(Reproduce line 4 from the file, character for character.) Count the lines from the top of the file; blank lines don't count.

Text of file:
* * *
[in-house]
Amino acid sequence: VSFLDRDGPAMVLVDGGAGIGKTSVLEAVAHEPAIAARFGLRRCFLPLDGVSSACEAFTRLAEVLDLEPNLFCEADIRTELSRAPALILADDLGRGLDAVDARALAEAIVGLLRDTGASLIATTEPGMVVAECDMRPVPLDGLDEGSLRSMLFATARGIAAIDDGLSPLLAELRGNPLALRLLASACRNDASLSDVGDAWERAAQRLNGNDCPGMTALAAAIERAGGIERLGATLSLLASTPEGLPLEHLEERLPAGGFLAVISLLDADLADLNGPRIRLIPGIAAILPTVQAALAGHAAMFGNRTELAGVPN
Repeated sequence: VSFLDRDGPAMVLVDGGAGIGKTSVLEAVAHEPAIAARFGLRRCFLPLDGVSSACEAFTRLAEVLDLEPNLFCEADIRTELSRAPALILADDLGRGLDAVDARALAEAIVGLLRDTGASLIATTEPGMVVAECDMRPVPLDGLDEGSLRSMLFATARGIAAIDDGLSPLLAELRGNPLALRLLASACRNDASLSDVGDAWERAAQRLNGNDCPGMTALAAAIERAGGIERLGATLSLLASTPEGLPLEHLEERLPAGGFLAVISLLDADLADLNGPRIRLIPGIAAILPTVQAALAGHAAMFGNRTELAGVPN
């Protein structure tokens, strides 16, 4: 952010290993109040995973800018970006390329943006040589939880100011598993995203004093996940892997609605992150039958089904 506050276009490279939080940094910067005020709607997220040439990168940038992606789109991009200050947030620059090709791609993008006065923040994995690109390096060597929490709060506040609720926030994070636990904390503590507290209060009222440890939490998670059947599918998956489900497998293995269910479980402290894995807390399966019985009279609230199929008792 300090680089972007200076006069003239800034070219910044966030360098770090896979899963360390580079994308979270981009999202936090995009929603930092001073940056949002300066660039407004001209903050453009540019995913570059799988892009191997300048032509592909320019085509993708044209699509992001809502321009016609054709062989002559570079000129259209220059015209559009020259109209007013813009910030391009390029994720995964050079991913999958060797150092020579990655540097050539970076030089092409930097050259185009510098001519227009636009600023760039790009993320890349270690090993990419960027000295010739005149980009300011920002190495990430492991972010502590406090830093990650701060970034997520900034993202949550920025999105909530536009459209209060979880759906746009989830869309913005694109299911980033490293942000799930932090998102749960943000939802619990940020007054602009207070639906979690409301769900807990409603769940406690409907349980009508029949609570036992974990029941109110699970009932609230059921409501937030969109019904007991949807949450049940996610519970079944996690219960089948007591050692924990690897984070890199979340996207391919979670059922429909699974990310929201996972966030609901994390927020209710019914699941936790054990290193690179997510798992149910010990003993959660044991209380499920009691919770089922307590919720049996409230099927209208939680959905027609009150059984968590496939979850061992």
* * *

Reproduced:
């Protein structure tokens, strides 16, 4: 952010290993109040995973800018970006390329943006040589939880100011598993995203004093996940892997609605992150039958089904 506050276009490279939080940094910067005020709607997220040439990168940038992606789109991009200050947030620059090709791609993008006065923040994995690109390096060597929490709060506040609720926030994070636990904390503590507290209060009222440890939490998670059947599918998956489900497998293995269910479980402290894995807390399966019985009279609230199929008792 300090680089972007200076006069003239800034070219910044966030360098770090896979899963360390580079994308979270981009999202936090995009929603930092001073940056949002300066660039407004001209903050453009540019995913570059799988892009191997300048032509592909320019085509993708044209699509992001809502321009016609054709062989002559570079000129259209220059015209559009020259109209007013813009910030391009390029994720995964050079991913999958060797150092020579990655540097050539970076030089092409930097050259185009510098001519227009636009600023760039790009993320890349270690090993990419960027000295010739005149980009300011920002190495990430492991972010502590406090830093990650701060970034997520900034993202949550920025999105909530536009459209209060979880759906746009989830869309913005694109299911980033490293942000799930932090998102749960943000939802619990940020007054602009207070639906979690409301769900807990409603769940406690409907349980009508029949609570036992974990029941109110699970009932609230059921409501937030969109019904007991949807949450049940996610519970079944996690219960089948007591050692924990690897984070890199979340996207391919979670059922429909699974990310929201996972966030609901994390927020209710019914699941936790054990290193690179997510798992149910010990003993959660044991209380499920009691919770089922307590919720049996409230099927209208939680959905027609009150059984968590496939979850061992």